Tuesday, January 25, 2011

Seared Ginger Raita


I love raita, always have. It is the single element that brings spicy dishes and rice and bits and bobs together whilst never losing its own autonomy. It is a quite perfect accompaniment, an important part of many Indian meals. Not a single dish, its forms are as myriad as the curries it comes with.

Plain (natural) yoghurt 'dahi' is one of my favourite things, cold and creamy with a good sour tang it is somehow challenging and soothing simultaneously. It is the base of all raita, its coolness offering respite from spicy, and it can bring its own complexity and pleasure to the meal. My first one was simple - a little cucumber and mint, a perfect mouthful of summer. Then I tried it with coriander and toasted cumin seeds for a quite different set of flavours and textures, the crisp little seeds a tiny surprise. Mamta's Kitchen suggests the bacteria aids digestion, which is probably true, but the suggestion I like more is that raita should be served in generous portions. I must concur!

This particular recipe comes from Viet World Kitchen via Niloufer King, the award-winning author of My Bombay Kitchen. Using both raw ginger and some that you fry gently till it 'candies' this raita brings a whole other dimension of gingerness to the table.

Seared Ginger Raita

I had no curry leaves but did have some oil I made using fresh curry leaves so that was my base. Andrea Nguyen adds a note to her version worth passing on 'You can't really over do it so - go wild'.

Serves 4 to 6
1 1/2 cups plain yogurt, any level of fat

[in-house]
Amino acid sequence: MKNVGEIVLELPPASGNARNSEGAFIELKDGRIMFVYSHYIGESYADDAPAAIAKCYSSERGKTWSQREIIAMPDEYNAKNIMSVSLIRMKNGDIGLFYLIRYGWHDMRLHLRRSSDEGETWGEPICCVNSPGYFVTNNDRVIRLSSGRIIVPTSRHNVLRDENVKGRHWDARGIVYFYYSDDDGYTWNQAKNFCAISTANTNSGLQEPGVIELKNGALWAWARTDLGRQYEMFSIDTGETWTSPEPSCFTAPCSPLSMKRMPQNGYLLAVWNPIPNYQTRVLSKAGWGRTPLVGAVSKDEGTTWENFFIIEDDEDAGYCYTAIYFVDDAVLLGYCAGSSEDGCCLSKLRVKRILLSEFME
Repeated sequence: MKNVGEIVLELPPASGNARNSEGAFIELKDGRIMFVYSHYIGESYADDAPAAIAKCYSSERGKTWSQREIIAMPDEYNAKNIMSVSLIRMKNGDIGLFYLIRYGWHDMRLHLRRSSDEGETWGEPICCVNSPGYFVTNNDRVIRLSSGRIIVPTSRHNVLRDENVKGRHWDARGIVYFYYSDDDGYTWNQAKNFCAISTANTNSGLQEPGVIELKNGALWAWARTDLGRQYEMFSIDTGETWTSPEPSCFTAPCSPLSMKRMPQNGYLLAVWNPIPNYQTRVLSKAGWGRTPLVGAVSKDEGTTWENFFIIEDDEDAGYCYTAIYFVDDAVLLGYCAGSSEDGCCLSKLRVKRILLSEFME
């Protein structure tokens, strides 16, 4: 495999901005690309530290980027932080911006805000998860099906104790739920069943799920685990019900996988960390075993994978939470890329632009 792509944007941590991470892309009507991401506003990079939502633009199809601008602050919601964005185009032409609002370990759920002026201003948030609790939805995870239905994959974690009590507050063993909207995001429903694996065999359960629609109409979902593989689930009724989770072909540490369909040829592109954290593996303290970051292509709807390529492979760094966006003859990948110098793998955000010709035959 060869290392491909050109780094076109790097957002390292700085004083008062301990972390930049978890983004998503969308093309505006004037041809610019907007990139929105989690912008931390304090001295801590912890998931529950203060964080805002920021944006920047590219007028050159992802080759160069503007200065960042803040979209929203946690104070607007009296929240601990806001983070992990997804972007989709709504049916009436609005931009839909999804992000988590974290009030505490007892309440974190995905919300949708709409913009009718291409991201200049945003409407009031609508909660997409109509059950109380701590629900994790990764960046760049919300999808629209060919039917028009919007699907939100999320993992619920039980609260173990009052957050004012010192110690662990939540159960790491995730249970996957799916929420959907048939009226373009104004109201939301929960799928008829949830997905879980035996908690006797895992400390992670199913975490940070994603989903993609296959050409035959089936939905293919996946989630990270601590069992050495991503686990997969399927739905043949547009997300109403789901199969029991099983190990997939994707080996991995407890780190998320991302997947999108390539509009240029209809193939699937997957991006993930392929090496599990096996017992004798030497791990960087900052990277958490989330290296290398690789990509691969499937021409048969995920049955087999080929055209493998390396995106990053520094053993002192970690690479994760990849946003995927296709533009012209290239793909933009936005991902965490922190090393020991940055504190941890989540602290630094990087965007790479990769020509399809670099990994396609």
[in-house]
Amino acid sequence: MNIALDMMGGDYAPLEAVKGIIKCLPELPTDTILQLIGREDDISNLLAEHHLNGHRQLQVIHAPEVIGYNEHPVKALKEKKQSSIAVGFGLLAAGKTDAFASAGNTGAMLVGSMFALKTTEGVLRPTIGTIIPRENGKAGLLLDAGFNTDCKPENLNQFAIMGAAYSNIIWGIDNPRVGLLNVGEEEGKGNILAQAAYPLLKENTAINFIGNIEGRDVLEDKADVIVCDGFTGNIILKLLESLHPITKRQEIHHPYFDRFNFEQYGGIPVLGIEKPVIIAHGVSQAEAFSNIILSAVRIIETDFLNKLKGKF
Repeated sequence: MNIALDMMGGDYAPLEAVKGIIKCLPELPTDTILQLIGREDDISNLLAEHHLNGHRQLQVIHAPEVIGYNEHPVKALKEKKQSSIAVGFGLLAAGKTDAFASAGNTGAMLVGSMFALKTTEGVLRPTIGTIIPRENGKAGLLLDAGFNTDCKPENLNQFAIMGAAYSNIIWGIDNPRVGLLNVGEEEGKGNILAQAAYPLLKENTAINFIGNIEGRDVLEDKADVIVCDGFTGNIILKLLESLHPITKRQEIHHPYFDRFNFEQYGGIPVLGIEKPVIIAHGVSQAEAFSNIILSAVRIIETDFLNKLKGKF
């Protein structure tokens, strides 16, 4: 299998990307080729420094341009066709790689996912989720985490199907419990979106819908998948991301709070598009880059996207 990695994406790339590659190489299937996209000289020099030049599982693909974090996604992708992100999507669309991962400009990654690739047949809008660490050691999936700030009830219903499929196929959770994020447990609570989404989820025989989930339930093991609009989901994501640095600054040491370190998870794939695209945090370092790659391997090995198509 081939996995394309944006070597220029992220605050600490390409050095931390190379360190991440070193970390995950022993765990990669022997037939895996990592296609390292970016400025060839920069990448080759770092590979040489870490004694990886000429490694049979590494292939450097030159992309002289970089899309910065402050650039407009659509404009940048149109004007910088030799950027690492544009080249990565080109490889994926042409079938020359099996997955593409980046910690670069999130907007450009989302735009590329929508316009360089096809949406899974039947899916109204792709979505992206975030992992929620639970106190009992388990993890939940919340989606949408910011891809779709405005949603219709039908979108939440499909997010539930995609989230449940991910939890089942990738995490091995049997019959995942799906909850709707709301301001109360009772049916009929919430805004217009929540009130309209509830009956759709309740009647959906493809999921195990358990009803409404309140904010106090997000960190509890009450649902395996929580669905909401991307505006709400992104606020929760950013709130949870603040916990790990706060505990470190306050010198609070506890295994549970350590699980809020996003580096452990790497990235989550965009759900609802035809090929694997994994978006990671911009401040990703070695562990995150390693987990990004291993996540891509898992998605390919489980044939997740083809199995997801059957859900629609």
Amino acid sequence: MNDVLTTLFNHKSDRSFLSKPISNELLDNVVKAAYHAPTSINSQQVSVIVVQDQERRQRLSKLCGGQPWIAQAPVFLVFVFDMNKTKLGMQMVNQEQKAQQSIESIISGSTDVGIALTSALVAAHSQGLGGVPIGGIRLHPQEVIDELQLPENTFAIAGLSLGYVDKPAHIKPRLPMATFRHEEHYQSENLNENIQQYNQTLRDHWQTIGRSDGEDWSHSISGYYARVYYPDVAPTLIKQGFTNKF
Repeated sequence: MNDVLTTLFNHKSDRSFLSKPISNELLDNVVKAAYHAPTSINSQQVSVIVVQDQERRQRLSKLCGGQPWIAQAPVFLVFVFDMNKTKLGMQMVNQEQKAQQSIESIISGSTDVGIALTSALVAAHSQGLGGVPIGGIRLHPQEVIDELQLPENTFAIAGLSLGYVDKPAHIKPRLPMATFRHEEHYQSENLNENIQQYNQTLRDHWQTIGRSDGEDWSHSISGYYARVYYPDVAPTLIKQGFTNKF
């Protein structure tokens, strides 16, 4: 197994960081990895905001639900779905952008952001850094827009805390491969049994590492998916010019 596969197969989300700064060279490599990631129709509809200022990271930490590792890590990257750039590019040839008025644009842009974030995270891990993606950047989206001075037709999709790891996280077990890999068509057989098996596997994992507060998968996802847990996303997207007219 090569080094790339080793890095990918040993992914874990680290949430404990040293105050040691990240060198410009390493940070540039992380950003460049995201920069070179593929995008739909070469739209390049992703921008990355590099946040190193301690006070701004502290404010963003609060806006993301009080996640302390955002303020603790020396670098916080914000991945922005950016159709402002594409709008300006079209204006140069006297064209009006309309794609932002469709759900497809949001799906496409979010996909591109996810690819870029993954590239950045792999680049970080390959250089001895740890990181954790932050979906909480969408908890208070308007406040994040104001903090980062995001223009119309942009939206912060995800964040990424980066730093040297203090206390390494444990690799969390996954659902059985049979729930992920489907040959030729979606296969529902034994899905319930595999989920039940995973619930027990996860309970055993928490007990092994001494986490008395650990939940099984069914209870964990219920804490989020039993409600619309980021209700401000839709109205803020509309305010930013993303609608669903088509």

1/4 cup finely chopped fresh ginger
1/2 to 1 teaspoon salt
1 tablespoon canola or peanut oil
2 fresh red or green Thai chiles, slit to the stem
Leaves from 1 branch of curry leaves, wiped dry
1/4 cup finely julienned fresh ginger
1/2 teaspoon brown or black mustard seeds
1 tablespoon chopped cilantro leaves

Put the yogurt into a large measuring cup or bowl and whisk it a few times to break it up. Add the chopped ginger and salt to taste. If the yogurt is super thick, add water by the tablespoon. Keep the yoghurt by the stove along with the remaining ingredients, except the cilantro which you’ll add later.

In a small skillet, heat the oil over medium-high heat. Add the chiles and let them sizzle for a minute, until aromatic. Toss in the curry leaves and when they begin to darken and change color, add the julienned ginger. Raise the heat to high and cook, stirring constantly, for about 2 minutes, until the ginger starts turning brown and caramelizing. Now add the mustard seeds.

When the mustard seeds pop, pour all of the ingredients into the yogurt. Stir to combine well and set aside to rest for at least 30 minutes to develop the flavors. The yogurt will take on some of the gingery goodness.

Sprinkle with chopped coriander to serve.

This is a gorgeous thing - as I ate it with aubergine and chickpea curry I started imagining it with other dishes, grilled fish and steaks and as a dipping sauce for raw vegetables. This one has serious possibilities!

2 comments:

Gourmet Chick said...

Love the look of this raita and the ginger adds an interesting touch

bron said...

It really is fab, particularly the shreds of crispy cooked ginger.